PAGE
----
Can soy products cause breast cancer?

In some animal studies, rodents that were exposed to high doses of compounds found in soy called isoflavones showed an increased risk of breast cancer. This is thought to be because the isoflavones in soy can act like estrogen in the body, and increased estrogen has been linked to certain types of breast cancer.

Does soy really cause breast cancer?

The idea that soy can lead to breast cancer began with several animal studies conducted in the 1990s. These studies showed that the compound in soy (called isoflavones) stimulated the growth of tumors in mice implanted with estrogen-receptor positive breast cancer cells.

You see, Myth: If you have or had breast cancer, avoid all soy foods. Just as eating a moderate amount of whole soy doesn’t make you more likely to get breast cancer, it also doesn’t seem to raise your risk for recurrence. “Still, I’d recommend that breast cancer patients avoid soy supplements,” Millstine says.

Is soy OK to eat with breast cancer?

Prostate and breast cancer rates are lower in Asian countries where soy foods are a regular part of an overall healthy diet. Soy in natural food form such as tofu, edamame and soy milk is safe for consumption, even for people with a cancer diagnosis. Cancer patients do not need to eliminate all sources of soy food from their diet.

Is soy milk bad for cancer?

” is a common question among cancer survivors. On one hand, consuming soy foods like edamame, tofu and unsweetened soy milk have been shown to reduce the risk of certain cancers such as breast cancer, prostate cancer and gastric cancer.

Does soy increase your risk of cancer?

The variety of study outcomes may reflect influences that differ by the type of soy food, time of life they are consumed, the type of cancer, and individual differences in genetics, gut microbiota or overall diet. Consistent findings from population studies indicate no increased risk for breast cancer survivors who consume soyfoods.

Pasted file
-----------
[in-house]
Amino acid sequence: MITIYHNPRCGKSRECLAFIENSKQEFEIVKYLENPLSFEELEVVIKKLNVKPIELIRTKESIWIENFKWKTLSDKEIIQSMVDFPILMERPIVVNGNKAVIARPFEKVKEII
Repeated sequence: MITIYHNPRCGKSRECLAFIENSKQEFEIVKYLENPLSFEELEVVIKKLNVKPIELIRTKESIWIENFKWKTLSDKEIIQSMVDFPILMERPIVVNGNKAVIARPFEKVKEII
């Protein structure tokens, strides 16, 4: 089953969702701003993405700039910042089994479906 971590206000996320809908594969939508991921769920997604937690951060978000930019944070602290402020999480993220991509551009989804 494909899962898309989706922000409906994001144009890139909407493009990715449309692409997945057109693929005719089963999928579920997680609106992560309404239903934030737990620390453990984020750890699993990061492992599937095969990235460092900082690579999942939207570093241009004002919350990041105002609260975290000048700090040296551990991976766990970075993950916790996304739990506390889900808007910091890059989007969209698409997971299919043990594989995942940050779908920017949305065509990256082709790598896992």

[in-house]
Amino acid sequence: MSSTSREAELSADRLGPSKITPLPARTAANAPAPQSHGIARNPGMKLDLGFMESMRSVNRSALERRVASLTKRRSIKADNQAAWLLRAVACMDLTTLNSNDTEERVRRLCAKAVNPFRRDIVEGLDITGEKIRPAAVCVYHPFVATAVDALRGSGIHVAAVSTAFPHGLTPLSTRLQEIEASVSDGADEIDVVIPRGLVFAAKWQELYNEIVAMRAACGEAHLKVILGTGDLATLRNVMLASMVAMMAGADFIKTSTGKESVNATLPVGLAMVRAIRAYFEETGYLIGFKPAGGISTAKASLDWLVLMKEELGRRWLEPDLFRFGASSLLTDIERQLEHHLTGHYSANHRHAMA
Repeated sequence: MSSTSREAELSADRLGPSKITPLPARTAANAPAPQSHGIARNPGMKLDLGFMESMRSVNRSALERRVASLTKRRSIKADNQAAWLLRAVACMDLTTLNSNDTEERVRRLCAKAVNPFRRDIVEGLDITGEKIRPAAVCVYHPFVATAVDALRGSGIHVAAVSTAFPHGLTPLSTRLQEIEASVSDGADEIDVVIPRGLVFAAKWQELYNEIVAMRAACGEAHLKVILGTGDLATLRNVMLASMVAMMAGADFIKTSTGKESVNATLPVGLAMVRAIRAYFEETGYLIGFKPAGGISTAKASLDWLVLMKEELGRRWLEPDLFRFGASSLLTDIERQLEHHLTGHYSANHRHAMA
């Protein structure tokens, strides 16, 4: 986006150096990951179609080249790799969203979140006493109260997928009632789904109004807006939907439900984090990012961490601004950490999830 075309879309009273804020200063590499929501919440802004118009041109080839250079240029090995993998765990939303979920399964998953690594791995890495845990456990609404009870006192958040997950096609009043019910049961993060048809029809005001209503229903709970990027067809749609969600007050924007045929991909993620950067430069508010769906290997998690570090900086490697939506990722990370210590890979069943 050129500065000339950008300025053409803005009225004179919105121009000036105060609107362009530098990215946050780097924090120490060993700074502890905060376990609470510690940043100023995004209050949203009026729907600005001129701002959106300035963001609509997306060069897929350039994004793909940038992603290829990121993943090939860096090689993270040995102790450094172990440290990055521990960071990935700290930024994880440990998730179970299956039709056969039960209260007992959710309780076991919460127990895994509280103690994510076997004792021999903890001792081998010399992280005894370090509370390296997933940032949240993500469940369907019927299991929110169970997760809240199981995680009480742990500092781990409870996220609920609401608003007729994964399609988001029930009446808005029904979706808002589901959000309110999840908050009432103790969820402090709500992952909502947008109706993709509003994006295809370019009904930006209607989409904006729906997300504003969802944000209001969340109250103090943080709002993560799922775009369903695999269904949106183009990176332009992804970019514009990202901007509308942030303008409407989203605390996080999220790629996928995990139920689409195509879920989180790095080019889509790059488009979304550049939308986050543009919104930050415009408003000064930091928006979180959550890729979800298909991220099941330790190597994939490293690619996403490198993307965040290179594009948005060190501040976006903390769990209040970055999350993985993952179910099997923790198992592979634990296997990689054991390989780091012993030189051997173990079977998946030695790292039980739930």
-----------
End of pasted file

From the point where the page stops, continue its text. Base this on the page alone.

Yes, soy mimics estrogen and estrogen is linked to some hormonally active cancers, but that does not mean that soy itself is linked to cancer. “There has been concern over the years regarding soy consumption and development or recurrence of breast cancer, and the basis for this concern is isoflavones, a compound in soy with a similar chemical.

Can eating soy products affect breast health?

These studies on humans have not confirmed a link between eating natural soy and developing breast cancer. In fact, some actually dispute it and even suggest a protective effect. For example, one 2010 study found no association between phytoestrogen consumption (which includes soy products) and an increased risk for breast cancer.

Is soy bad for you, or good?

There is evidence that soy lowers LDL (bad) cholesterol slightly, and soy’s fiber and antioxidants are heart-healthy. Consider a soy-based meal once a week in place of meat, but use caution with meat alternatives such as soy crumbles, burgers, or sausage, as these often have a lot of added salt.